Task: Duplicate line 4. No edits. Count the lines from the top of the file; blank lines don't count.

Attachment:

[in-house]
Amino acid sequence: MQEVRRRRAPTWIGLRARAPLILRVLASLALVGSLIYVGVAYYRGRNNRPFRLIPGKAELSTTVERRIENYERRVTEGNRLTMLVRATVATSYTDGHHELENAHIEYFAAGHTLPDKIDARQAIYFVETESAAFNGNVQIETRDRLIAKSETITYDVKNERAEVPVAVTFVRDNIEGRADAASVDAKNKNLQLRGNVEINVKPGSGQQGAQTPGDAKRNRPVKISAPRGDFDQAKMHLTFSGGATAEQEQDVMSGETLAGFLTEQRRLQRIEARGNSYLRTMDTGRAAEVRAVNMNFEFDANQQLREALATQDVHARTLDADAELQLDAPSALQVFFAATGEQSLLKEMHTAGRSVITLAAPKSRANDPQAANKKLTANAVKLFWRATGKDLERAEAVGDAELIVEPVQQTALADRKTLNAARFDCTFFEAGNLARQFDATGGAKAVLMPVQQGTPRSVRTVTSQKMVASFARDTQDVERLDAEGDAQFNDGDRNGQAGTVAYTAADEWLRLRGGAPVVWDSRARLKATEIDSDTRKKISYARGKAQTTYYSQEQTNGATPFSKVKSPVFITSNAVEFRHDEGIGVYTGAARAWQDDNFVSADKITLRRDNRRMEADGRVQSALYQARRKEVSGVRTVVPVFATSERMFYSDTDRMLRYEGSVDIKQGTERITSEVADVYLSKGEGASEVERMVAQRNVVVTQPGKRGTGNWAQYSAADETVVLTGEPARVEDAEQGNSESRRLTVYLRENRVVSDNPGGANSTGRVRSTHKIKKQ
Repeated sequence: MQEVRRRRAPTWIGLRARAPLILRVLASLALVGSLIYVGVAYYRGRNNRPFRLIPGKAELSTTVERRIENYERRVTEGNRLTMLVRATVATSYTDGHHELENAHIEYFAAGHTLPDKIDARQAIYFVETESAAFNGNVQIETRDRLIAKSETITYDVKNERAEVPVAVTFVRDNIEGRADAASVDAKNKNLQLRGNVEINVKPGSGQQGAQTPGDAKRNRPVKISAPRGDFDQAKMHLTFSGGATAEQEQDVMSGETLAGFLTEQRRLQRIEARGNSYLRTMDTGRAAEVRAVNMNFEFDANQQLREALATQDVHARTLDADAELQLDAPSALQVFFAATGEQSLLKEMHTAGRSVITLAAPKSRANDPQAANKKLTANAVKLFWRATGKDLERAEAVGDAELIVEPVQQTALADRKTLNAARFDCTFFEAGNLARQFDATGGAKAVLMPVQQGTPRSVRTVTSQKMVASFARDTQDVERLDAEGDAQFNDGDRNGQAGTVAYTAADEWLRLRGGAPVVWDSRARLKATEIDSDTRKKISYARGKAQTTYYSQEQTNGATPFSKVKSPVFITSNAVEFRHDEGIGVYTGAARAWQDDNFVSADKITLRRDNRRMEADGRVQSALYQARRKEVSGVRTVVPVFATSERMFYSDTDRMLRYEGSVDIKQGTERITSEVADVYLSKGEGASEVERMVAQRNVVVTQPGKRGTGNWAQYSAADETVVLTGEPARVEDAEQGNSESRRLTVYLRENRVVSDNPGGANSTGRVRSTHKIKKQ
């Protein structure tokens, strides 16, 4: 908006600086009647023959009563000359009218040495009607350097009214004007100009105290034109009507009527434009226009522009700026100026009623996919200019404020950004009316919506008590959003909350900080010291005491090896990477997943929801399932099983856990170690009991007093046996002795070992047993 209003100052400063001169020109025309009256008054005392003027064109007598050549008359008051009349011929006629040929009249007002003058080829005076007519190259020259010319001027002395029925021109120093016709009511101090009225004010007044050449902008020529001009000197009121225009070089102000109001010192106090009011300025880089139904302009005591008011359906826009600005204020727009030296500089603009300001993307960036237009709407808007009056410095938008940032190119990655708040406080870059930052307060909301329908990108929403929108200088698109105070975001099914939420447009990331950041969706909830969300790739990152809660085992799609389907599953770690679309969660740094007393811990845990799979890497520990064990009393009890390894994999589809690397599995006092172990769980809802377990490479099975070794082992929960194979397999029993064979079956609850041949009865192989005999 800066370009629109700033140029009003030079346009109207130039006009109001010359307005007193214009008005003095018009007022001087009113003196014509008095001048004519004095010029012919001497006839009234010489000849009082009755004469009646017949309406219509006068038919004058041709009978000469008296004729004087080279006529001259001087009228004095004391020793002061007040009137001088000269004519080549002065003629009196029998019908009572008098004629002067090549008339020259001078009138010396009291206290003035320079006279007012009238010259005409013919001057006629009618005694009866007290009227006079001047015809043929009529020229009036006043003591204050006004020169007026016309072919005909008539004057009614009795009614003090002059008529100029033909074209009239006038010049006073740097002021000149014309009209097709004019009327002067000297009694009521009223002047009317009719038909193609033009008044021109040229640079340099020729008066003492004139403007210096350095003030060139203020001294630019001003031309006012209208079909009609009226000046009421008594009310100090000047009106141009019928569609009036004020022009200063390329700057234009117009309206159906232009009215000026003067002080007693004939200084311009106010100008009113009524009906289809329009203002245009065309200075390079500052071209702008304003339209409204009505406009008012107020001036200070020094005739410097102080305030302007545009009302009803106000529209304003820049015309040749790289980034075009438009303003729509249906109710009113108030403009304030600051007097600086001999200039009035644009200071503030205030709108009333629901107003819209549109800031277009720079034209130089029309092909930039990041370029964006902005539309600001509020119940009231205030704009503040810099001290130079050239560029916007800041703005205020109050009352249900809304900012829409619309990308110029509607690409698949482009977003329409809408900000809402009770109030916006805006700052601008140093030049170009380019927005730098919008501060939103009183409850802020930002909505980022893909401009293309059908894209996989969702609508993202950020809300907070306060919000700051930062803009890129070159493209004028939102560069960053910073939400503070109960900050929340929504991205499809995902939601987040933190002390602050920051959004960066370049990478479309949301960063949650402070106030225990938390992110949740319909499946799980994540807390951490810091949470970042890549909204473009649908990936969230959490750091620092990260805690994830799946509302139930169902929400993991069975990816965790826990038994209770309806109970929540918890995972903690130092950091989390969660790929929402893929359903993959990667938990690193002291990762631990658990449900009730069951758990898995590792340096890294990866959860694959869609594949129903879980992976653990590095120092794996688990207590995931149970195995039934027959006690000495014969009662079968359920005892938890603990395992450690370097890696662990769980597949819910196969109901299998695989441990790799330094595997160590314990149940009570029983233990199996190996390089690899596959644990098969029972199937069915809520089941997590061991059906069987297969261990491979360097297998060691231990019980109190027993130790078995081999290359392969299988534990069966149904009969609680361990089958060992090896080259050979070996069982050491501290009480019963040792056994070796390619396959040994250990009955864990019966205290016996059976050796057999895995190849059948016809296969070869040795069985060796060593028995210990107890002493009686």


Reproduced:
């Protein structure tokens, strides 16, 4: 908006600086009647023959009563000359009218040495009607350097009214004007100009105290034109009507009527434009226009522009700026100026009623996919200019404020950004009316919506008590959003909350900080010291005491090896990477997943929801399932099983856990170690009991007093046996002795070992047993 209003100052400063001169020109025309009256008054005392003027064109007598050549008359008051009349011929006629040929009249007002003058080829005076007519190259020259010319001027002395029925021109120093016709009511101090009225004010007044050449902008020529001009000197009121225009070089102000109001010192106090009011300025880089139904302009005591008011359906826009600005204020727009030296500089603009300001993307960036237009709407808007009056410095938008940032190119990655708040406080870059930052307060909301329908990108929403929108200088698109105070975001099914939420447009990331950041969706909830969300790739990152809660085992799609389907599953770690679309969660740094007393811990845990799979890497520990064990009393009890390894994999589809690397599995006092172990769980809802377990490479099975070794082992929960194979397999029993064979079956609850041949009865192989005999 800066370009629109700033140029009003030079346009109207130039006009109001010359307005007193214009008005003095018009007022001087009113003196014509008095001048004519004095010029012919001497006839009234010489000849009082009755004469009646017949309406219509006068038919004058041709009978000469008296004729004087080279006529001259001087009228004095004391020793002061007040009137001088000269004519080549002065003629009196029998019908009572008098004629002067090549008339020259001078009138010396009291206290003035320079006279007012009238010259005409013919001057006629009618005694009866007290009227006079001047015809043929009529020229009036006043003591204050006004020169007026016309072919005909008539004057009614009795009614003090002059008529100029033909074209009239006038010049006073740097002021000149014309009209097709004019009327002067000297009694009521009223002047009317009719038909193609033009008044021109040229640079340099020729008066003492004139403007210096350095003030060139203020001294630019001003031309006012209208079909009609009226000046009421008594009310100090000047009106141009019928569609009036004020022009200063390329700057234009117009309206159906232009009215000026003067002080007693004939200084311009106010100008009113009524009906289809329009203002245009065309200075390079500052071209702008304003339209409204009505406009008012107020001036200070020094005739410097102080305030302007545009009302009803106000529209304003820049015309040749790289980034075009438009303003729509249906109710009113108030403009304030600051007097600086001999200039009035644009200071503030205030709108009333629901107003819209549109800031277009720079034209130089029309092909930039990041370029964006902005539309600001509020119940009231205030704009503040810099001290130079050239560029916007800041703005205020109050009352249900809304900012829409619309990308110029509607690409698949482009977003329409809408900000809402009770109030916006805006700052601008140093030049170009380019927005730098919008501060939103009183409850802020930002909505980022893909401009293309059908894209996989969702609508993202950020809300907070306060919000700051930062803009890129070159493209004028939102560069960053910073939400503070109960900050929340929504991205499809995902939601987040933190002390602050920051959004960066370049990478479309949301960063949650402070106030225990938390992110949740319909499946799980994540807390951490810091949470970042890549909204473009649908990936969230959490750091620092990260805690994830799946509302139930169902929400993991069975990816965790826990038994209770309806109970929540918890995972903690130092950091989390969660790929929402893929359903993959990667938990690193002291990762631990658990449900009730069951758990898995590792340096890294990866959860694959869609594949129903879980992976653990590095120092794996688990207590995931149970195995039934027959006690000495014969009662079968359920005892938890603990395992450690370097890696662990769980597949819910196969109901299998695989441990790799330094595997160590314990149940009570029983233990199996190996390089690899596959644990098969029972199937069915809520089941997590061991059906069987297969261990491979360097297998060691231990019980109190027993130790078995081999290359392969299988534990069966149904009969609680361990089958060992090896080259050979070996069982050491501290009480019963040792056994070796390619396959040994250990009955864990019966205290016996059976050796057999895995190849059948016809296969070869040795069985060796060593028995210990107890002493009686």